# reverse function of latex()

Imagine I got this Latex expression from wikipedia:

z_k = 2 \sqrt{\frac{-p}3} \cos{\left(\frac13\arccos{\left(\frac{-q}2\sqrt{\frac{27}{-p^3}}\right)}+ \frac{2k\pi}3\right)}\qquad\mbox{ avec }\qquad k\in\{0,1,2\}


$$z_k = 2 \sqrt{\frac{-p}3} \cos{\left(\frac13\arccos{\left(\frac{-q}2\sqrt{\frac{27}{-p^3}}\right)}+ \frac{2k\pi}3\right)}\qquad\mbox{ avec }\qquad k\in{0,1,2}$$

Is there a reverse function kind of

unlatex(z_k = 2 \sqrt{\frac{-p}3} \cos{\left(\frac13\arccos{\left(\frac{-q}2\sqrt{\frac{27}{-p^3}}\right)}+ \frac{2k\pi}3\right)}\qquad\mbox{ avec }\qquad k\in\{0,1,2\})


which will gives me the expression in classical form (not in Latex)?

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The expression $$z_k = 2 \sqrt{\frac{-p}3} \cos\left( \frac13\arccos\left(\frac{-q}2\sqrt{\frac{27}{-p^3}}\right) + \frac{2k\pi}3\right)$$ (with $k\in {0,1,2}$) is not too long. Typing with bare hands should be please enough in this case. (It is really hard to parse such a thing. Python does not have latex( myExpression ) . Then sage makes us a present, providing latex. But its reverse engineering... i.e. parse spaces, the superfluous brackets, function names, (sums and products with variables running "implicitly"), and prepositions in all languages in latex expressions taken from all possible wiki or article latex expressions... This is really too much for a rather small community.)

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It turns out that sympy has an (experimental) LaTeX parser, which however does not seem to be up to the task you ask. You'll need to install the antlr4-python3-runtime library using Sage's pip.

sage: from sympy.parsing.latex import parse_latex
sage: parse_latex(r"\int_a^b f(x) dx")
ANTLR runtime and generated code versions disagree: 4.9!=4.7.2
ANTLR runtime and generated code versions disagree: 4.9!=4.7.2
Integral(f(x), (x, a, b))
sage: parse_latex(r"\int_a^b f(x) dx")._sage_()
ANTLR runtime and generated code versions disagree: 4.9!=4.7.2
ANTLR runtime and generated code versions disagree: 4.9!=4.7.2
integrate(f(x), x, a, b)


Some of the version mismatch warnings are explored further. Notwithstanding these warnings, the parser seems to be able to correctly parse simple LaTeX expression and generate the SymPy representation of the objects they represent (which can then be re-translated to Sage).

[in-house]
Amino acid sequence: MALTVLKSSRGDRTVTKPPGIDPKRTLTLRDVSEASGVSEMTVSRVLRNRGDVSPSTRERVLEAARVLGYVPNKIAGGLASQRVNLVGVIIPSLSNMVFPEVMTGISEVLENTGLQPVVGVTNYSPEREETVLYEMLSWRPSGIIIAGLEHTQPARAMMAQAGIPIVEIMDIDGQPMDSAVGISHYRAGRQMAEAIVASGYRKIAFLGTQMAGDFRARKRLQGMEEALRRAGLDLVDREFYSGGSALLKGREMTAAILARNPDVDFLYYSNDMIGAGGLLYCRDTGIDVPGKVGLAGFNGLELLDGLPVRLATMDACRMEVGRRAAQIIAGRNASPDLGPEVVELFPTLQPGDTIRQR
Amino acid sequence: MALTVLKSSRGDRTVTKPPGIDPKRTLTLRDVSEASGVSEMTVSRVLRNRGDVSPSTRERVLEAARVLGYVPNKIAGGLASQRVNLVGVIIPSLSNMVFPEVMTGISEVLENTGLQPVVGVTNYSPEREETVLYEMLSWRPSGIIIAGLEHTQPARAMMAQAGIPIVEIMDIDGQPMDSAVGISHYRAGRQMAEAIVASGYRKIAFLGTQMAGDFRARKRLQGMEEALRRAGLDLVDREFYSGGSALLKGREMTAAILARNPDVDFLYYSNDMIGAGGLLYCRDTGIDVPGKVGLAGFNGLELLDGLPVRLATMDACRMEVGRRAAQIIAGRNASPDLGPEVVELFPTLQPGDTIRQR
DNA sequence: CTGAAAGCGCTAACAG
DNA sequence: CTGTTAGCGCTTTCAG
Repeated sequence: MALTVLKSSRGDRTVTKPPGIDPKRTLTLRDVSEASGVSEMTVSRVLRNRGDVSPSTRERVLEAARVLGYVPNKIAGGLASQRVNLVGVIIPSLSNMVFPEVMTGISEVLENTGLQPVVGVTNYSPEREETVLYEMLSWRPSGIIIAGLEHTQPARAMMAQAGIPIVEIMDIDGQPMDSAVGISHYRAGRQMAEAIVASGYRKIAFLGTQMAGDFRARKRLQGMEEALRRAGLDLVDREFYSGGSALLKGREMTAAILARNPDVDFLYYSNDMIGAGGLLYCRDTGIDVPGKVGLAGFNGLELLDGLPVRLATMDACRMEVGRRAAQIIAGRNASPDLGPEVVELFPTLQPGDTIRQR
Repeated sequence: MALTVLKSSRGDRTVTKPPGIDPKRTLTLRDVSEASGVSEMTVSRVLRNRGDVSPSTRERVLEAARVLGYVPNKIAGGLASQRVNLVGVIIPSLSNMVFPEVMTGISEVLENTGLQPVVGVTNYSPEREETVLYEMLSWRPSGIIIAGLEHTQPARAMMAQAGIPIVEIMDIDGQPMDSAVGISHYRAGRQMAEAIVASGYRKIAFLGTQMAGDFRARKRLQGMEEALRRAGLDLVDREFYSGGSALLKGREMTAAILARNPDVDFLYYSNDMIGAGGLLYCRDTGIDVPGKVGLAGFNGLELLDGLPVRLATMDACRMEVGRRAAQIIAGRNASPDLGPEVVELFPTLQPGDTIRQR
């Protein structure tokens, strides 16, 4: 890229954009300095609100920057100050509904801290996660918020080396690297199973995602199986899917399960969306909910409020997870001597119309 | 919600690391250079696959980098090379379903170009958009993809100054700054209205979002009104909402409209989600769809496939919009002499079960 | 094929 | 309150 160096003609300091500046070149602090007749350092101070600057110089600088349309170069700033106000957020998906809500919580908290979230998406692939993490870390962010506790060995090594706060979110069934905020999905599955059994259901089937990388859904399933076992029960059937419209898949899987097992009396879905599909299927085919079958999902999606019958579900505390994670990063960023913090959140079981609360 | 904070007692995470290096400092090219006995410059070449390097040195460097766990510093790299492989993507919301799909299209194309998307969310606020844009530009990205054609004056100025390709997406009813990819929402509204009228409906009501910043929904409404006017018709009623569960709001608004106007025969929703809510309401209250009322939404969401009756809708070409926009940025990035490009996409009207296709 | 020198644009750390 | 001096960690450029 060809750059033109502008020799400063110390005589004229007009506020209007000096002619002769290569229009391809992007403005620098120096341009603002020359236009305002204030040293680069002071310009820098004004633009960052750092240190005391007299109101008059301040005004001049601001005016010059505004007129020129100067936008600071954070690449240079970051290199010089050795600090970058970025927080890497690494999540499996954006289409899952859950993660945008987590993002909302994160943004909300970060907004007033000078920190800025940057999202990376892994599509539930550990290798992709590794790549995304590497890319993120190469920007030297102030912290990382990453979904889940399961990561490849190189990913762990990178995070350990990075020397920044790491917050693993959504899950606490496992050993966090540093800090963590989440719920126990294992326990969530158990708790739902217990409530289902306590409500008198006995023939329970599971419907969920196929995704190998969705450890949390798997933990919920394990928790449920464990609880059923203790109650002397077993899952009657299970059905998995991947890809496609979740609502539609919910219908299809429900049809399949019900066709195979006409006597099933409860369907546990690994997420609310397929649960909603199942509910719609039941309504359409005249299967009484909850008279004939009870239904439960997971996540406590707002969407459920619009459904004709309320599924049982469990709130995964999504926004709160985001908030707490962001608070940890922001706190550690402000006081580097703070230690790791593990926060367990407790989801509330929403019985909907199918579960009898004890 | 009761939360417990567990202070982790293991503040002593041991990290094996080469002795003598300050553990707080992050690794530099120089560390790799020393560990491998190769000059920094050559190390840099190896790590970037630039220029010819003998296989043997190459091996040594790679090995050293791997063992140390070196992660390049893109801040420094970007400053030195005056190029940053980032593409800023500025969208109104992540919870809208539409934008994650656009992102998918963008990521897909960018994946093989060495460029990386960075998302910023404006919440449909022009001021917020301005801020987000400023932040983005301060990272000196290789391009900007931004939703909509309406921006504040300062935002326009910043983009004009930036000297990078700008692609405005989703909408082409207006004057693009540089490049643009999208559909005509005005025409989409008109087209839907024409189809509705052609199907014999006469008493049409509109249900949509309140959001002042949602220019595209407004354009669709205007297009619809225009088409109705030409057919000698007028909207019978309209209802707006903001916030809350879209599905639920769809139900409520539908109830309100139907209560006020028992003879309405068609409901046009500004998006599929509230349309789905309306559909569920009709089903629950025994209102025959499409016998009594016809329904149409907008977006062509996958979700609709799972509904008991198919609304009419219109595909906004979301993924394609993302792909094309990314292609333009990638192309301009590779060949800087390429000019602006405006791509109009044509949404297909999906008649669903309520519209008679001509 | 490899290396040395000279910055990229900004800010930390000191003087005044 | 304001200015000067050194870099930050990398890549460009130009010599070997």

However, your LaTeX expression is to complex to be parsed:

sage: parse_latex(z_k)
ANTLR runtime and generated code versions disagree: 4.9!=4.7.2
ANTLR runtime and generated code versions disagree: 4.9!=4.7.2
2


Eliminating the "obvious suspects" (text at the end of the expression, implicit multiplications) is not enough:

sage: z_k1 = r"2*\sqrt{\frac{-p}3}*\cos{\left(\frac13\arccos{\left(\frac{-q}2\sqrt{\frac{27}{-p^3}}\right)}+ \frac{2*k\pi}3\right)}"
sage: parse_latex(z_k1)
ANTLR runtime and generated code versions disagree: 4.9!=4.7.2
ANTLR runtime and generated code versions disagree: 4.9!=4.7.2
2


Some exploration seems to be in order. Could you keep us posted if you decide to go further?

EDIT : I did a bit of exploring myself. The problem seems bound to the fact that the arguments of \frac must be surrounded by braces in order to be parsed:

parse_latex(r"\frac{1}{2}")
ANTLR runtime and generated code versions disagree: 4.9!=4.7.2
ANTLR runtime and generated code versions disagree: 4.9!=4.7.2
1/2
sage: parse_latex(r"\frac12")
ANTLR runtime and generated code versions disagree: 4.9!=4.7.2
ANTLR runtime and generated code versions disagree: 4.9!=4.7.2
---------------------------------------------------------------------------
LaTeXParsingError                         Traceback (most recent call last)

[  Snip... ]

LaTeXParsingError: missing '{' at '12'
\frac12
~~~~~^


And, indeed:

sage: parse_latex(r"2 \sqrt{\frac{-p}{3}} \cos{\left(\frac{1}{3}\arccos{\left(\frac{-q}{2}\sqrt{\frac{27}{-p^3}}\right)}+ \frac{2k\pi}{3}\right)}")
ANTLR runtime and generated code versions disagree: 4.9!=4.7.2
ANTLR runtime and generated code versions disagree: 4.9!=4.7.2
2*((sqrt(3)*sqrt(-p)/3)*cos((2*(k*pi))/3 + acos(((-q)/2)*(3*sqrt(3)*sqrt(1/(-p**3))))/3))


which is, indeed, (mathematically) equal to the typeset expression; however, SymPy and/or Sage refactored some parts of the expression (see the innumerable questions about the "right" way to format an expression, which point to the lack of an algorithmic definition of "well-typeset"...), and the expressions are cosmetically different.

TL;DR : parse_latex might help more with some LaTeX expressions if they were not too much "hand-optimized" (the frac in \frac12 has indeed two arguments (see the \TeX book...), but is too "hand-optimized" for parse_latex (or for my taste, BTW...)).

HTH,

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on the other hand I must say that the latex example from wiki that I gave is a little weird !

personally I didn't know that we had the right to write fractions like that :\sqrt{\frac{-p}3} !